A Revised Maritime Strategy: Worth the Wait?

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A Revised Maritime Strategy: Worth the Wait?
By: Mark Lawrence
@csis_isp

Admiral Jonathan Greenert, chief of naval operations, confirmed that the U.S. Navy, Marine Corps, and Coast Guard will soon release a new maritime strategy. Observers argue the strategy is long overdue, considering it is meant to update guidance first issued in 2007 and to align naval forces to missions enumerated in the 2012 Defense Strategic Guidance.

The document’s delay may be a blessing, however, given the starkly different security and fiscal circumstances now facing our maritime forces. The past year witnessed rapid changes in the international environment, from Europe to the Middle East. Perhaps even more important, the sea services have had two years to reflect on their experience under sequestration in 2013 and contemplate the likely return of Budget Control Act–level spending caps in 2016. To the extent that a new strategy reflects these lessons, it will provide more relevant guidance today than it would have even one year ago.

A new maritime strategy’s value to the Navy in particular will be measured by whether it articulates—for Defense Department leadership, Congress, the American public, and international partners—how the fleet will preserve its solvency in the face of longer-term structural challenges that have only been exacerbated by the present budget environment. The 2007 strategy proffered a Navy eager to meet increasing demand—prepared to expand its global security activities into such realms as humanitarian assistance and disaster response, while maintaining the capacity to aggregate power in two main regions on short order. The new strategy must reflect genuine resource constraints, while acknowledging the Navy’s concerns over readiness and future combat credibility. It should distill plans to balance a fleet of sufficient size for today’s needs with major ex penditures to preserve our armed forces’ asymmetric advantage in power projection.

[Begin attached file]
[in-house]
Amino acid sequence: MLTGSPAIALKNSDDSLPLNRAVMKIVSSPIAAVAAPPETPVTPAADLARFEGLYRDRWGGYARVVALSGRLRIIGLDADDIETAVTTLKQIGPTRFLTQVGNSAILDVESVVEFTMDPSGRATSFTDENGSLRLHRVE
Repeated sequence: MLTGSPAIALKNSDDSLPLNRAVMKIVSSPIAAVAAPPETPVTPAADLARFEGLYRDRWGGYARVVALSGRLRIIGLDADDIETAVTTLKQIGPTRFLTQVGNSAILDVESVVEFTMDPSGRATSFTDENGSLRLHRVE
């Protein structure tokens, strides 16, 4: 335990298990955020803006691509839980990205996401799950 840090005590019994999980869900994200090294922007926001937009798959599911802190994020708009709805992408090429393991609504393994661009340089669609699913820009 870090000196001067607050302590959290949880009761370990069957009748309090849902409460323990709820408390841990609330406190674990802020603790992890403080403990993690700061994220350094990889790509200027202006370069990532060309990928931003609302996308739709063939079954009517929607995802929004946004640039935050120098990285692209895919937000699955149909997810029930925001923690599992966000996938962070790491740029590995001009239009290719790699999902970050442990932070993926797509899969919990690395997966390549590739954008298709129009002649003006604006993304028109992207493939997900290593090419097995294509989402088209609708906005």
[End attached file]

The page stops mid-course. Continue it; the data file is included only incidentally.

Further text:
If it is to succeed, the strategy cannot sit idle as a paean to technology “offsets” or a thinly veiled plea for reallocating service budget shares. Just how the Navy uses the document to inculcate a “cross-domain” warfighting perspective (leveraging cyber and electromagnetic maneuver) into its procurement and operational design, and to mitigate capacity shortfalls through deepened cooperation with key partners, will provide early tests of its eventual consequence.

CSIS’s Maritime Security Dialogue, presented in partnership with the U.S. Naval Institute, will provide a venue during 2015 in which to explore such issues associated with the trajectory of the U.S. sea services.

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